If police accuse you of possessing a certain amount of marijuana, methamphetamine or other controlled substances, the chances are good that they will arrest you on drug trafficking charges. The amount you must be allegedly in possession of is relatively small. In North Carolina, all it takes is 10 pounds of marijuana or just four ounces of heroin, to cite two examples, to lead to trafficking charges.
The law has several trafficking-related crimes, and it is common for someone accused of trafficking to be hit with numerous charges at once. With North Carolina’s strict mandatory minimum sentencing laws, you could be facing years in prison for, say, 11 pounds of marijuana.
Medications that are legal when properly prescribed but illegal otherwise can cause similarly serious and complex legal problems. In a recent example, two North Carolinians were arrested on a total of 338 charges related to an alleged opioid scheme.
The Moore County Sheriff’s Department accuses the two of illegally obtaining and distributing 1,385 doses of the opioid Oxycodone and 130 doses of Dextroamphetamine, an anti-ADHD drug. Among the charges against the pair, one of whom is a nurse practitioner, there are:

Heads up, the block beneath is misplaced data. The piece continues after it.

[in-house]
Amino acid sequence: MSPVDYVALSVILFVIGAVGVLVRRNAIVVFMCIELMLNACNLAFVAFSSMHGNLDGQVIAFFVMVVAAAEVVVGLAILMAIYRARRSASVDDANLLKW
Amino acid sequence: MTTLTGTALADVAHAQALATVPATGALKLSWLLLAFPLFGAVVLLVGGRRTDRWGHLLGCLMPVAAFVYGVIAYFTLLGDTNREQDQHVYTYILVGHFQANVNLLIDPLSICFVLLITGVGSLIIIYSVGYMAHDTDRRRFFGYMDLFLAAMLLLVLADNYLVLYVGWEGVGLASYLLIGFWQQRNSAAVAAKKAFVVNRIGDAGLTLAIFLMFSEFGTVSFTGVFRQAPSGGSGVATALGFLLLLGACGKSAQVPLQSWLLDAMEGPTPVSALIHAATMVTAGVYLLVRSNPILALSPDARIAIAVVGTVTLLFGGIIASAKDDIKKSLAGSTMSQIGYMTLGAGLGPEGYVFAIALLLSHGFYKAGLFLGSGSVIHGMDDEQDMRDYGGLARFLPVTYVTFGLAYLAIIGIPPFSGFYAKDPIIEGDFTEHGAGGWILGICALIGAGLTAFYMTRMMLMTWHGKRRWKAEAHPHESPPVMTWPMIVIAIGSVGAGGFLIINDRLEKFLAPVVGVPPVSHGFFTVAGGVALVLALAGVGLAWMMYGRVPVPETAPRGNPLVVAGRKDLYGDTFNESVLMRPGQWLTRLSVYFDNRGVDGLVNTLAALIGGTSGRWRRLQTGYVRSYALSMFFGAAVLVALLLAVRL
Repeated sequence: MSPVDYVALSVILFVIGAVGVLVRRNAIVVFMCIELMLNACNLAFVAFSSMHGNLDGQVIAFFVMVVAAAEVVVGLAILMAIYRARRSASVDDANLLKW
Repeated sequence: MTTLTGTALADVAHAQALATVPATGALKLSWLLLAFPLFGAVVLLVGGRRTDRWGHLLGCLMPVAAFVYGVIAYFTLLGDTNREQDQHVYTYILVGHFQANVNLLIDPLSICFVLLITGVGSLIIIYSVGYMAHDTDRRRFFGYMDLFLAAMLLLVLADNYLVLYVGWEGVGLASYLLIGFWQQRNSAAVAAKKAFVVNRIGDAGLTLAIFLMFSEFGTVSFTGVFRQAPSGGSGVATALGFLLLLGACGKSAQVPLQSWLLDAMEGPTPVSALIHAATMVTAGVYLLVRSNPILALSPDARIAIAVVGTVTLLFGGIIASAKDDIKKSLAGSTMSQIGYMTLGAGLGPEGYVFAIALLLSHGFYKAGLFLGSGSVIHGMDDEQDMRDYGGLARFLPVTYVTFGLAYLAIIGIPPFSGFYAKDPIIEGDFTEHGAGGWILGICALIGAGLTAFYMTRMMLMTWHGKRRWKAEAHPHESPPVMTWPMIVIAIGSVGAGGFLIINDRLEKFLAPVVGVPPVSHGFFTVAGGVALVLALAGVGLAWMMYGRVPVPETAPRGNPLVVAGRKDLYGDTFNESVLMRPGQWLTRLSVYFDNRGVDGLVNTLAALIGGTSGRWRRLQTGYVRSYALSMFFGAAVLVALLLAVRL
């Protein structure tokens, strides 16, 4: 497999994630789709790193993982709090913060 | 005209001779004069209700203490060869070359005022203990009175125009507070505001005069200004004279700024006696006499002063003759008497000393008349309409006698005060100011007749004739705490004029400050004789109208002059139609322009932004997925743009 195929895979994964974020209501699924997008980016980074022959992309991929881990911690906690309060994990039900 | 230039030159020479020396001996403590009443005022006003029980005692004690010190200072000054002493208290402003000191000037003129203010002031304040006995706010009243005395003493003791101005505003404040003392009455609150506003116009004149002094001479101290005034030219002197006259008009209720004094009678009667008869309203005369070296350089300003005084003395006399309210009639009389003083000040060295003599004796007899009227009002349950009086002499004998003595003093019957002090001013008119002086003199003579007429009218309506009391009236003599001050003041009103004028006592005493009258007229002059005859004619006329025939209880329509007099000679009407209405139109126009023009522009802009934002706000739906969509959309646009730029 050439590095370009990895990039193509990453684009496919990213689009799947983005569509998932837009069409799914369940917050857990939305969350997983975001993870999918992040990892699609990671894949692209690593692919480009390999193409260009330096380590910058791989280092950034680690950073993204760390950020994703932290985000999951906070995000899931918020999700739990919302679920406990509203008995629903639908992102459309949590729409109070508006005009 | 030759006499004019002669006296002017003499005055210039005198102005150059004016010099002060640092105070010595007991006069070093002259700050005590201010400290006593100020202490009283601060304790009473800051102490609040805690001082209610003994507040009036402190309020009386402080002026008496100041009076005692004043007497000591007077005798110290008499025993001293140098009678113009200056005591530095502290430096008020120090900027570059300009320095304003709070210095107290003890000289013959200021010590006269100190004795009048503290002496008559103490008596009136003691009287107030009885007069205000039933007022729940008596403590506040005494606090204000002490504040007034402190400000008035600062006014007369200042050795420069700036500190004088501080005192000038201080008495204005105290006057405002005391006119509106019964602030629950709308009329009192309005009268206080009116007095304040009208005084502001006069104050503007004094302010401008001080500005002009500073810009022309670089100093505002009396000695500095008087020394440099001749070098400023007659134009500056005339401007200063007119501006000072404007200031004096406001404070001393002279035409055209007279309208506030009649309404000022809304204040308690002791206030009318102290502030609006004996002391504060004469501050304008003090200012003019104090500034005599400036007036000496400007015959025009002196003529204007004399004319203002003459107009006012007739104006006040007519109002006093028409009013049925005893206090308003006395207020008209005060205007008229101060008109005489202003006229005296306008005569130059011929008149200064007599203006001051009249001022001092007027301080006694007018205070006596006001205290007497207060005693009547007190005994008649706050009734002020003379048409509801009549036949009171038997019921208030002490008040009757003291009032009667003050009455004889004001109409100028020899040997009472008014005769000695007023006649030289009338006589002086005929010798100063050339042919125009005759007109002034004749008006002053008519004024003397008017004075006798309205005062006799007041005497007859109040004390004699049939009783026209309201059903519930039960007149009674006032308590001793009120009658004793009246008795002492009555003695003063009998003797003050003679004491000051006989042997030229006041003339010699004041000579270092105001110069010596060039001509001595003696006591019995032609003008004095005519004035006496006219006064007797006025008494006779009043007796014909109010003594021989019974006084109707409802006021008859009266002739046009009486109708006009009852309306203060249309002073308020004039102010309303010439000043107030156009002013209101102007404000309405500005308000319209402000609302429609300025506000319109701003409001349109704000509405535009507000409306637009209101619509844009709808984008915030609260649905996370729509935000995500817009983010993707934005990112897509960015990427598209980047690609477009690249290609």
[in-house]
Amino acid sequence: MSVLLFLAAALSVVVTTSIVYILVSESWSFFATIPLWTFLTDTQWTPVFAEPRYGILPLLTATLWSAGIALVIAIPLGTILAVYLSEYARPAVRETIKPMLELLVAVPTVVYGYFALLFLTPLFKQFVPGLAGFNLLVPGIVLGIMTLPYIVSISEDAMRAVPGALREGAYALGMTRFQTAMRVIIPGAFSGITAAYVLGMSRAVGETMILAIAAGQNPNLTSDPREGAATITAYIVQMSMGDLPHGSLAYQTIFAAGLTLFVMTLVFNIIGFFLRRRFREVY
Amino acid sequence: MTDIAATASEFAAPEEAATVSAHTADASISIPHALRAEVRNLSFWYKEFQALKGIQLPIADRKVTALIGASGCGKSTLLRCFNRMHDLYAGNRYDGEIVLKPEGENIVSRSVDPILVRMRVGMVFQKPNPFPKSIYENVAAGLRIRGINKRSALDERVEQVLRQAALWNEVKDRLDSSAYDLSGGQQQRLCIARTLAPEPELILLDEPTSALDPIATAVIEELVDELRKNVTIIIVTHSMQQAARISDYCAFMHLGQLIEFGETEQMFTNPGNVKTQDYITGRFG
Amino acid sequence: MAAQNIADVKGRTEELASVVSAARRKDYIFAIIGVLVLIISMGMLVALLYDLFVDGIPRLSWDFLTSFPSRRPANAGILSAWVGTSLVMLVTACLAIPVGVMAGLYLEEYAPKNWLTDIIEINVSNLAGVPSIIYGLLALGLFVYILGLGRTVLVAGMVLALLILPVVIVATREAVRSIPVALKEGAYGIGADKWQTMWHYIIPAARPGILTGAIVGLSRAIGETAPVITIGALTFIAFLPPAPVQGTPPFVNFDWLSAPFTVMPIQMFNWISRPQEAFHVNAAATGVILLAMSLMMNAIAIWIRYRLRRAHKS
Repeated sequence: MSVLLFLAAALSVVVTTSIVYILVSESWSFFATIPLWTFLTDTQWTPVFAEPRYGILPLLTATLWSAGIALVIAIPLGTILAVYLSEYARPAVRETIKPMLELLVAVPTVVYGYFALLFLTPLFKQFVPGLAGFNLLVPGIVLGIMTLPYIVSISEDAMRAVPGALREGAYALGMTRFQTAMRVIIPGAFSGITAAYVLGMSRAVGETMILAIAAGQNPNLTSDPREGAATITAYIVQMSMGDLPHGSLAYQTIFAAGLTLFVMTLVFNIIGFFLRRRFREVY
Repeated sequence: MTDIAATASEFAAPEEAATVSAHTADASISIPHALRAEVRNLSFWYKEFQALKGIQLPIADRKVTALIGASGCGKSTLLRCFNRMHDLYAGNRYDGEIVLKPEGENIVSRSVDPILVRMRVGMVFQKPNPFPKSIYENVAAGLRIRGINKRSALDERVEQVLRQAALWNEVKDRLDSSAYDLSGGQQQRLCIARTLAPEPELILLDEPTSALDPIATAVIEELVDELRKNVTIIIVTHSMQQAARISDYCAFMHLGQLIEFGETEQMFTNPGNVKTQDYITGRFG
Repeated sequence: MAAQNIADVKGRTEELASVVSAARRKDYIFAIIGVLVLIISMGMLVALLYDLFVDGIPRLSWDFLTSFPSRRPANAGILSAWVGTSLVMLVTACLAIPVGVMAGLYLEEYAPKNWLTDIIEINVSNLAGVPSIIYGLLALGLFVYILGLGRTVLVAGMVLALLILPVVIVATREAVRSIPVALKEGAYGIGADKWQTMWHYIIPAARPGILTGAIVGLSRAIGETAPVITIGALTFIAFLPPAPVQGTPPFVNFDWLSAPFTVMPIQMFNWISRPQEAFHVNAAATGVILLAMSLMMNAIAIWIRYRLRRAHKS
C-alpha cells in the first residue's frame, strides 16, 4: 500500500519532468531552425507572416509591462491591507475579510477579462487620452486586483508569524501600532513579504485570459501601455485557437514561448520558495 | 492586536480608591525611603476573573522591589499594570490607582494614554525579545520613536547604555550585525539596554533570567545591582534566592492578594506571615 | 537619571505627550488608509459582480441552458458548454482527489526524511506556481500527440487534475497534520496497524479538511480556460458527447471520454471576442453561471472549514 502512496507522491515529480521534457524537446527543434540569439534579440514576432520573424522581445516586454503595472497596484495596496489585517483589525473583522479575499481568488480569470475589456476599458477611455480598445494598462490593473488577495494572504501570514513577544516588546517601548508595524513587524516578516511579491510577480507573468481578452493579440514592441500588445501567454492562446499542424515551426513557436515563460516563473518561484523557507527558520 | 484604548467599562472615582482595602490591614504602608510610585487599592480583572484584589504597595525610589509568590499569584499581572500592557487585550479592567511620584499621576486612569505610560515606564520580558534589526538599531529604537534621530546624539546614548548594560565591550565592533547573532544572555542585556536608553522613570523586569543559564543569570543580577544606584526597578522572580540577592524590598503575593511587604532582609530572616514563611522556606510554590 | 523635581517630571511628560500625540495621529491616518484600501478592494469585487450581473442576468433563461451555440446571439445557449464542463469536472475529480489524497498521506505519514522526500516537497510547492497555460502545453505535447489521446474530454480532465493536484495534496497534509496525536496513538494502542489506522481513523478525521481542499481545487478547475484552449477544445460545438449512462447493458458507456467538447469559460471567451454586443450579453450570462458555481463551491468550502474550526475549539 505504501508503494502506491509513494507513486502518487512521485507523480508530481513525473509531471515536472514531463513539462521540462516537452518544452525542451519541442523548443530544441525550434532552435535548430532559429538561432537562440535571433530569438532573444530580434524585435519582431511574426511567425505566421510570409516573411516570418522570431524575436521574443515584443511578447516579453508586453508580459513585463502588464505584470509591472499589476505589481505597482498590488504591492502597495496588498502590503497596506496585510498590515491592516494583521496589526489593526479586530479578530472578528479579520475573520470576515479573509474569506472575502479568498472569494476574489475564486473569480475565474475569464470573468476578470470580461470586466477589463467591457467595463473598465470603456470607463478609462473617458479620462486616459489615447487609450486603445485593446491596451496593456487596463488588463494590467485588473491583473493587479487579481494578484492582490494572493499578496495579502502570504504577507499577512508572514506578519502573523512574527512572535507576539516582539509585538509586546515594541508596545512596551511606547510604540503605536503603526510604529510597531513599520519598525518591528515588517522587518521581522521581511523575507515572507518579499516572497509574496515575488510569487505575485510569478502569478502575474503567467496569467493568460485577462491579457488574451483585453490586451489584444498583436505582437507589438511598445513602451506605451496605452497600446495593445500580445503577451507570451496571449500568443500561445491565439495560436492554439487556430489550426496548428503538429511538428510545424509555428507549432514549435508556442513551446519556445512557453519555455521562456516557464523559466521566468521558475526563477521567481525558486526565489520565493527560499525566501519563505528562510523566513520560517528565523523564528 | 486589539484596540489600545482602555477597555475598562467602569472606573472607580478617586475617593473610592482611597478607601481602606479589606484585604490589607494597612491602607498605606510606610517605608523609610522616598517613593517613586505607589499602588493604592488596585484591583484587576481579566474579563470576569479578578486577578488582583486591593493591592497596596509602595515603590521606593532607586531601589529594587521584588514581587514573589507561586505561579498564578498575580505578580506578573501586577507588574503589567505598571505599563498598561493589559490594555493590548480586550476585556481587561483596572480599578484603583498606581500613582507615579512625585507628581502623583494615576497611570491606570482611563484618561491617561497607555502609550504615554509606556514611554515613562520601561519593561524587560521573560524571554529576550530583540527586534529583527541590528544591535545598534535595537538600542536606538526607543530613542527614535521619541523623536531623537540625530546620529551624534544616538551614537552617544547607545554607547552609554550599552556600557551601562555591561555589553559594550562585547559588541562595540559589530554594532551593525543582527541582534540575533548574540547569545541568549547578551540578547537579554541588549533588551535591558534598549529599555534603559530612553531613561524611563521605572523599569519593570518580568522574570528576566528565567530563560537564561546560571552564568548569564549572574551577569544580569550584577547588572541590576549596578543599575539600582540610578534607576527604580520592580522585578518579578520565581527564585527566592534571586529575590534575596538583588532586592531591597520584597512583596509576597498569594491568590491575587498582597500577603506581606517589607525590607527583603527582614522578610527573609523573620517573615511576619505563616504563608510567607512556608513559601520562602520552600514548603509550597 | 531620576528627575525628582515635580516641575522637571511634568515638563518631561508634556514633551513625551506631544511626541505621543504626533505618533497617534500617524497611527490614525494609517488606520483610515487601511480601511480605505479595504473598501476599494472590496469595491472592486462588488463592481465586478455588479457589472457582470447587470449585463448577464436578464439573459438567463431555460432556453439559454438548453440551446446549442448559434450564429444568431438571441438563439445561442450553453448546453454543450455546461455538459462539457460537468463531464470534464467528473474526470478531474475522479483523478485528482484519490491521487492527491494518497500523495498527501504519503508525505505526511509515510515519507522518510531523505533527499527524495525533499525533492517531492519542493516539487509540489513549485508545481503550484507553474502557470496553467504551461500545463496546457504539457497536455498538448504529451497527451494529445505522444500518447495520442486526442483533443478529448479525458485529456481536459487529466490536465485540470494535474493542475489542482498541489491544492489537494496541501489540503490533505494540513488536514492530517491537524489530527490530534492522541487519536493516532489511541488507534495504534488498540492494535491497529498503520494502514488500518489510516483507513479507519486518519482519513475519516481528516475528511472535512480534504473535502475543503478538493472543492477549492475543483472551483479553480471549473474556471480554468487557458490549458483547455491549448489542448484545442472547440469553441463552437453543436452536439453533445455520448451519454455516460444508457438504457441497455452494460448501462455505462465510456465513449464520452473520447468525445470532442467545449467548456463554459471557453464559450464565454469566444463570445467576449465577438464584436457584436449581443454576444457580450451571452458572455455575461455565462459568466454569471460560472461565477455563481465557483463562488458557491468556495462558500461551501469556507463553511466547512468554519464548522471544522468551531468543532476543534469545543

This dizzying list of drug charges may be intended, in part, to intimidate the defendants. Most criminal cases never go to trial. Prosecutors are often reluctant to risk failing to prove the charges against the defendant beyond a reasonable doubt. So they use their considerable power to charge individuals with multiple crimes as leverage to get them to plead guilty to lesser charges in a plea bargain.
This can give you leverage as well if you ever get charged with drug crimes. An experienced defense attorney will be able to apply their knowledge of the law and the realities of the process to the evidence and your situation. Then they can fight for the best possible outcome to your case.
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